In addition to outings at stores, Kaylan takes Hokshila to schools and Boy and Girl Scout events.

    “He is our ambassador. He has proven himself,” she said of the timber wolf that is originally from Oklahoma.

    “Somebody was doing terrible things to him in the river,” Kaylan said. “He ran away and ran up to this really angel of a man. This man drove him 10 1/2 hours out to me. He’s just growing and growing. He is an average size timber wolf. I’ve seen them bigger. But he is a big, sweet boy.”

    That big, sweet boy hammed it up for photos, submitted to the snuggling of children and endured the yapping of small dogs passing by while visiting Boofy’s Best for Pets on the West Side last weekend.

    “He’s as a gentle as a lamb,” Kaylan said. “He loves kids.”

    Those who saw him were surprised by that.

    “I think it’s a cool experience,” said 14-year-old Taylor Ranch resident Kristi Hagler. “It’s not every day you get to see a real wolf in real life. They’re pretty cool animals. They’re pretty gentle.”

    Her mom, Rose Cox, said she appreciated the message Wanagi delivered.

    “They kind of have the same beliefs that we do,” she said. “They’re really not meant to be pets. Too many people out there are breeding them because they think it’s a cool idea to have them in the house.”

    University of New Mexico students Katie Holloway and Alejandra Colmenero just wanted to see the animals.

    “I came here especially to see the wolves,” Holloway said. “We’re big on animals and the rights of animals. We figured it was a good cause and it was a fun little outing on a Sunday afternoon.”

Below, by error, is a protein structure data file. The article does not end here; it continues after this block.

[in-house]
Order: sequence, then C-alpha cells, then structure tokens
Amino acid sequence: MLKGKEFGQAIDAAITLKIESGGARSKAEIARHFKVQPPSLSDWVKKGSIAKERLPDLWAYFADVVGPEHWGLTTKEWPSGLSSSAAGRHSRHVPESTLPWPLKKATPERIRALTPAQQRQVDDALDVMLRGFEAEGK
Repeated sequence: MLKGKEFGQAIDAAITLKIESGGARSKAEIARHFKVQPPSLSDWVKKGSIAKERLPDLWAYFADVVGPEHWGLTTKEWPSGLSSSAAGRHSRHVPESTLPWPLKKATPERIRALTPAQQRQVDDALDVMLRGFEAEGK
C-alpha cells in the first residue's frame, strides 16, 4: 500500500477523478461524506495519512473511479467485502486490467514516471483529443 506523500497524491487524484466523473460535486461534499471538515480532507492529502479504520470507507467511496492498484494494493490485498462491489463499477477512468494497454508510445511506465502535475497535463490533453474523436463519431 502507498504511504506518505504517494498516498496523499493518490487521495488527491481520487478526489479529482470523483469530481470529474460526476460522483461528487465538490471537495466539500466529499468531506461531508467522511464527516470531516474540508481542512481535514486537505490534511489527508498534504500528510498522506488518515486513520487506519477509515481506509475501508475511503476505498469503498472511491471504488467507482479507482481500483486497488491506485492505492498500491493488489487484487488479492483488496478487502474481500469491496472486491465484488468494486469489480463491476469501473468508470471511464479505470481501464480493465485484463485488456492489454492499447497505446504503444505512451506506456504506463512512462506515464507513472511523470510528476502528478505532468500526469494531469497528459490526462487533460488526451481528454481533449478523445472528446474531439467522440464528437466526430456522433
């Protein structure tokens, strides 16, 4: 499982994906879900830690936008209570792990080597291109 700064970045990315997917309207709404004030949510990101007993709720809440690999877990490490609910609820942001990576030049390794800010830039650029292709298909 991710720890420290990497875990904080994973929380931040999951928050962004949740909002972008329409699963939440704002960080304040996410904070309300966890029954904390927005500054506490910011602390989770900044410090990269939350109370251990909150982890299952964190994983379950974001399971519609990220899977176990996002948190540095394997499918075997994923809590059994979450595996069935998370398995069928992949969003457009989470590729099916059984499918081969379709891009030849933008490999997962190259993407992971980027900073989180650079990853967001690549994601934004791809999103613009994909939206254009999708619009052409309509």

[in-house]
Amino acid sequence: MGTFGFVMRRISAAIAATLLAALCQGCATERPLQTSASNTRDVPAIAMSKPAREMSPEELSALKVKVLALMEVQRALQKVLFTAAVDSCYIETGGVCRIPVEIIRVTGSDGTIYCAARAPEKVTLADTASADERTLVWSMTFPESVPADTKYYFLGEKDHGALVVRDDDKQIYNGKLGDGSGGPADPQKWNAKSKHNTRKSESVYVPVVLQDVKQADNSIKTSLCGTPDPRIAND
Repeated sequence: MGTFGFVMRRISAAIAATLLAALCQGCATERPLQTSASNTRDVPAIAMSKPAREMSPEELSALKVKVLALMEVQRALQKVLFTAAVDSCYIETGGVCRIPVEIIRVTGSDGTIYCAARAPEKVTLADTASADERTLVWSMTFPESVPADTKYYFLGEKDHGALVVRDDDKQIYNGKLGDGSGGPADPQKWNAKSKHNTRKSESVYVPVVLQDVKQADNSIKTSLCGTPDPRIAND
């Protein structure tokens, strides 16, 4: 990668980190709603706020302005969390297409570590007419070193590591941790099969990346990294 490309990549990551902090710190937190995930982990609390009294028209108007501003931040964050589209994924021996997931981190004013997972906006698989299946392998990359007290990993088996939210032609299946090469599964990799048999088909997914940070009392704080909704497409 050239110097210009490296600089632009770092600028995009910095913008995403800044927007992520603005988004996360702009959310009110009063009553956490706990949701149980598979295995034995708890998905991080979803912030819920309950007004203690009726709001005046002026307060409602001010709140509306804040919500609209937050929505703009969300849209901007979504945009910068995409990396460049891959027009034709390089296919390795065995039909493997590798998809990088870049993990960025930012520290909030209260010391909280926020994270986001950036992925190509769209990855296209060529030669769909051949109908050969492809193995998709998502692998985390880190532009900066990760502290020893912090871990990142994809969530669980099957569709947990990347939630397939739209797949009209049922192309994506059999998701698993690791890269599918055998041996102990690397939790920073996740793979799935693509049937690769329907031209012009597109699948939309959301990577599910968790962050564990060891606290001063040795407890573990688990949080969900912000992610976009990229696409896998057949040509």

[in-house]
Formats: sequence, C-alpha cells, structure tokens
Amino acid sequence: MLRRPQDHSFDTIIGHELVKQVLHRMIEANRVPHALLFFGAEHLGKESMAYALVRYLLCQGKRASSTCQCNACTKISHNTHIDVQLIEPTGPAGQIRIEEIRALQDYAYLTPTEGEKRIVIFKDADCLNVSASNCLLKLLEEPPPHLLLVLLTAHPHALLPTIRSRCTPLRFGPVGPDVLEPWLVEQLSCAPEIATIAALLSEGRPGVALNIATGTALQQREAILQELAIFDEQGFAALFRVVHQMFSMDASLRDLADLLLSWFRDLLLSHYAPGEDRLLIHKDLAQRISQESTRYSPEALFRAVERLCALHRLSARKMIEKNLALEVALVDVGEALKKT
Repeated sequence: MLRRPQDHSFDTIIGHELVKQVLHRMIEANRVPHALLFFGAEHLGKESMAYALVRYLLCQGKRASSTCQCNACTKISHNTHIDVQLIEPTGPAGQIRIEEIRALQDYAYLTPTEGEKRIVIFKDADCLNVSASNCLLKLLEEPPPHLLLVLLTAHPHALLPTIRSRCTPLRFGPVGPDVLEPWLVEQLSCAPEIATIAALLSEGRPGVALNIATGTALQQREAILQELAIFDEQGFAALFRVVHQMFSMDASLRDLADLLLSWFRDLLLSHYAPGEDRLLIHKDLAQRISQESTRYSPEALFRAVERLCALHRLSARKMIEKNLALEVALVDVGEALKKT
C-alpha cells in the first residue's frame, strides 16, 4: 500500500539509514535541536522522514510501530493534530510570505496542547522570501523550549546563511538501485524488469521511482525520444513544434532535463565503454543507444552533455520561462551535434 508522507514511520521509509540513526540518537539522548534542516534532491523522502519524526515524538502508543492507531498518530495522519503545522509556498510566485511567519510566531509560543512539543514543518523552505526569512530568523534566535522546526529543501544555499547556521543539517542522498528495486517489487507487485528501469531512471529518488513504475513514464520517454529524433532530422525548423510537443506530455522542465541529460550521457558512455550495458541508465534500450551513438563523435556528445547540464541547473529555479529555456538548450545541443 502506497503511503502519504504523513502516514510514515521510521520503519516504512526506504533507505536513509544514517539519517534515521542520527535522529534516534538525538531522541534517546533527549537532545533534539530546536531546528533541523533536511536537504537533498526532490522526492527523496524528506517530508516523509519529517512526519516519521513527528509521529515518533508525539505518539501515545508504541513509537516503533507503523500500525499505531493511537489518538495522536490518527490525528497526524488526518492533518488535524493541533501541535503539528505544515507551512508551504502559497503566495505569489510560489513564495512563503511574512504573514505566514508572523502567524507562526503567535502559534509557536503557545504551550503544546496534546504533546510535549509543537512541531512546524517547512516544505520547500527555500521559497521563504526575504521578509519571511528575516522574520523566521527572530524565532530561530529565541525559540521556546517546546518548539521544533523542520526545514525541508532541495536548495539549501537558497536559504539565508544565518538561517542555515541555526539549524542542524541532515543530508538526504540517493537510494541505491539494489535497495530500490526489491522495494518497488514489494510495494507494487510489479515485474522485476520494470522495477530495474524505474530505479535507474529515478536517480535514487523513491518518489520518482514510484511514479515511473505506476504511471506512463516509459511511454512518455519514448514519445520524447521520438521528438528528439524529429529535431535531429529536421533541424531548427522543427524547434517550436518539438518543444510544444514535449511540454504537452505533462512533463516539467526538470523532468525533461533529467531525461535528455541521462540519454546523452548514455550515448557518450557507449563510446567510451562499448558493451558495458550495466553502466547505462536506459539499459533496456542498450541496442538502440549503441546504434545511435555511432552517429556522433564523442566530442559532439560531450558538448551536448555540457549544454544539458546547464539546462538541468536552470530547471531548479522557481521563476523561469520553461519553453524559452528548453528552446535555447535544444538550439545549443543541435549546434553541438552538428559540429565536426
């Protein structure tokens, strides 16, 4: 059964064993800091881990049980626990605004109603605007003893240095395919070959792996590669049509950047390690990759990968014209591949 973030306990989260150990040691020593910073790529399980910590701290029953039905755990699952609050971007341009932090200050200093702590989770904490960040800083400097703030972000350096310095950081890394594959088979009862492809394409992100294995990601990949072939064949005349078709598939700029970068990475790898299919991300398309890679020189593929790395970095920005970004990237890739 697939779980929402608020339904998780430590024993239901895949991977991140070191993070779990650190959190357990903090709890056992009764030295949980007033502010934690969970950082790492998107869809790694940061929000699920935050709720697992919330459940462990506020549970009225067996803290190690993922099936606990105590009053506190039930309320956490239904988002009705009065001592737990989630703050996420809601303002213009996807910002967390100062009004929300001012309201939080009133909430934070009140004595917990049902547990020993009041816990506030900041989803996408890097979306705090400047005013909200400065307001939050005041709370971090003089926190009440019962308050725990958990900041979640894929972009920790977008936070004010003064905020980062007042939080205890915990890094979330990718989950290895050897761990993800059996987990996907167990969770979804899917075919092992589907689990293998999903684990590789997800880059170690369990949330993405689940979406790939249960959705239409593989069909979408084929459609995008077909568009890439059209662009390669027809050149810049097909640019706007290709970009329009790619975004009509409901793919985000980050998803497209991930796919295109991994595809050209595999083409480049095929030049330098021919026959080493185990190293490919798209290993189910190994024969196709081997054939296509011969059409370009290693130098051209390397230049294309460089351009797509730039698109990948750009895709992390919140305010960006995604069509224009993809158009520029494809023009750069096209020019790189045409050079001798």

Their demeanor was surprising, given the wolf stereotypes, she said.

    “I didn’t know they could be so calm and domestic,” Holloway said. “They’re so beautiful. There’s that saying that goes, ‘They’re better in person,’ they’re definitely better in person.”
    — This article appeared on page 29 of the Albuquerque Journal


    Why the Beaver Should Thank the Wolf

    San Francisco
    Jungyeon Roh
    THIS month, a group of environmental nonprofits said they would challenge the federal government’s removal of Endangered Species Act protections for wolves in Wyoming. Since there are only about 328 wolves in a state with a historic blood thirst for the hides of these top predators, the nonprofits are probably right that lacking protection, Wyoming wolves are toast. 

    Many Americans, even as they view the extermination of a species as morally anathema, struggle to grasp the tangible effects of the loss of wolves. It turns out that, far from being freeloaders on the top of the food chain, wolves have a powerful effect on the well-being of the ecosystems around them — from the survival of trees and riverbank vegetation to, perhaps surprisingly, the health of the populations of their prey. 

    An example of this can be found in Wyoming’s Yellowstone National Park, where wolves were virtually wiped out in the 1920s and reintroduced in the ’90s. Since the wolves have come back, scientists have noted an unexpected improvement in many of the park’s degraded stream areas.